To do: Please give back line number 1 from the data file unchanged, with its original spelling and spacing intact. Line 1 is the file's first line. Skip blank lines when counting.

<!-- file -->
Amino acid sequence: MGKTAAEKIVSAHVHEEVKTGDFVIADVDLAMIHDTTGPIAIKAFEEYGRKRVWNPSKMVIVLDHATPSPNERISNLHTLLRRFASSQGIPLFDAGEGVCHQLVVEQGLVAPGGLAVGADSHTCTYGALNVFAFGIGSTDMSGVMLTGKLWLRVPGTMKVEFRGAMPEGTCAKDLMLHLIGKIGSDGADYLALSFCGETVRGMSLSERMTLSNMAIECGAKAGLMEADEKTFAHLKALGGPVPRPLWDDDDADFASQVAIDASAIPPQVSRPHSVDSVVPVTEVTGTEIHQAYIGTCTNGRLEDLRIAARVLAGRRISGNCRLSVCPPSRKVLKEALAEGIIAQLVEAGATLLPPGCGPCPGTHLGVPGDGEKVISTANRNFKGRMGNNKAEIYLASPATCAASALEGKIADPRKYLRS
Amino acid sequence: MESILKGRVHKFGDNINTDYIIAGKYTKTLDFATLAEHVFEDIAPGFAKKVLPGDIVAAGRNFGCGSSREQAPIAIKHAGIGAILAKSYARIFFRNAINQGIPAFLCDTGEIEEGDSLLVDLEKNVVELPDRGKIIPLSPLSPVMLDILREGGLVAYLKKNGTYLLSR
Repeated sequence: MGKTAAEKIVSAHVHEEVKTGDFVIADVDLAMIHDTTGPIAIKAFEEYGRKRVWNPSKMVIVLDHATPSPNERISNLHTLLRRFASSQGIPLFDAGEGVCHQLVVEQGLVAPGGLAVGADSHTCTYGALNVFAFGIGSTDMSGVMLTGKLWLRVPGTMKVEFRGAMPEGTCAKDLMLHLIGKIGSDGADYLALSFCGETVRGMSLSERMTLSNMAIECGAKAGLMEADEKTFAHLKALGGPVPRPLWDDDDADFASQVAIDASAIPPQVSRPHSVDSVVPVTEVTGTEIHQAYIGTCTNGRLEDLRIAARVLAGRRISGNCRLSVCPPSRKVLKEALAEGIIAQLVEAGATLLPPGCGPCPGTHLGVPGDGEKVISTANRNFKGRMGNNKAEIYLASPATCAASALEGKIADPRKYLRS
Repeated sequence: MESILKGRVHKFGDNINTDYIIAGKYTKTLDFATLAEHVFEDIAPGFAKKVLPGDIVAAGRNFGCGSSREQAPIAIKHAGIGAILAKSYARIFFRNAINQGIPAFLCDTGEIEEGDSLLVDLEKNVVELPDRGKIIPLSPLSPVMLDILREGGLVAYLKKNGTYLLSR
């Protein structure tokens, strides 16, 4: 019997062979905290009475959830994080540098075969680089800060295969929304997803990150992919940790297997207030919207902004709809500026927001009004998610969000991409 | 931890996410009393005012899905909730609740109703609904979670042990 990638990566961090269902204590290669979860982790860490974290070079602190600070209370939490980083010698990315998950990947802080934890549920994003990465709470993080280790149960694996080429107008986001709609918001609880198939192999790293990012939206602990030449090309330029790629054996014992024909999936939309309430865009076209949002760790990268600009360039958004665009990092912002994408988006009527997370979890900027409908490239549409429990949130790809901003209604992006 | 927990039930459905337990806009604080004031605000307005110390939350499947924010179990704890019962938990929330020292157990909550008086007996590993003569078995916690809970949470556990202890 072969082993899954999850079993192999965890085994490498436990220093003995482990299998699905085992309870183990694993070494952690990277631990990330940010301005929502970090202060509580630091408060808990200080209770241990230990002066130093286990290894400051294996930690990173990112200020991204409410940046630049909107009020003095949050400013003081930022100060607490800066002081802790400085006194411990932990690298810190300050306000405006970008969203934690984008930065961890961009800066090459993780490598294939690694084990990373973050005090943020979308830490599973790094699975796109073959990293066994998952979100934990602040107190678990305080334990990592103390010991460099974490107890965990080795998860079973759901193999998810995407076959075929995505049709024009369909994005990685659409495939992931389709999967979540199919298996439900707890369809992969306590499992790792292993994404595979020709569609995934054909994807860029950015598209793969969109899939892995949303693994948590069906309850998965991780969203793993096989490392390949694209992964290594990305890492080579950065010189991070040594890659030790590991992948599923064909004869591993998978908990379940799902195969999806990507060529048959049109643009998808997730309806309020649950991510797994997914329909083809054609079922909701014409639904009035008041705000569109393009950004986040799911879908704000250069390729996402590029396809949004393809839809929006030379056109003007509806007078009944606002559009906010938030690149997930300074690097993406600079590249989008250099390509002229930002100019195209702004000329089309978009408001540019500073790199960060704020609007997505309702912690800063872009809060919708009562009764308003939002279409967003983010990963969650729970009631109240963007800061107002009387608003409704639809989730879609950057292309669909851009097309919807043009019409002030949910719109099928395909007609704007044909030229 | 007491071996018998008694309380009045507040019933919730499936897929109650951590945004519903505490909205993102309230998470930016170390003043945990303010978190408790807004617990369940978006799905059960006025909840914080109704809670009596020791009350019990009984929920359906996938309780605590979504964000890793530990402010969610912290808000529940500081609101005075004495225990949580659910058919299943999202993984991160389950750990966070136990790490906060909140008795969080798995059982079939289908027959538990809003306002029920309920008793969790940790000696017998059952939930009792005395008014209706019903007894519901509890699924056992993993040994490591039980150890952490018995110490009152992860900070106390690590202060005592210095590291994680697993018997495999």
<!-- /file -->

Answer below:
Amino acid sequence: MGKTAAEKIVSAHVHEEVKTGDFVIADVDLAMIHDTTGPIAIKAFEEYGRKRVWNPSKMVIVLDHATPSPNERISNLHTLLRRFASSQGIPLFDAGEGVCHQLVVEQGLVAPGGLAVGADSHTCTYGALNVFAFGIGSTDMSGVMLTGKLWLRVPGTMKVEFRGAMPEGTCAKDLMLHLIGKIGSDGADYLALSFCGETVRGMSLSERMTLSNMAIECGAKAGLMEADEKTFAHLKALGGPVPRPLWDDDDADFASQVAIDASAIPPQVSRPHSVDSVVPVTEVTGTEIHQAYIGTCTNGRLEDLRIAARVLAGRRISGNCRLSVCPPSRKVLKEALAEGIIAQLVEAGATLLPPGCGPCPGTHLGVPGDGEKVISTANRNFKGRMGNNKAEIYLASPATCAASALEGKIADPRKYLRS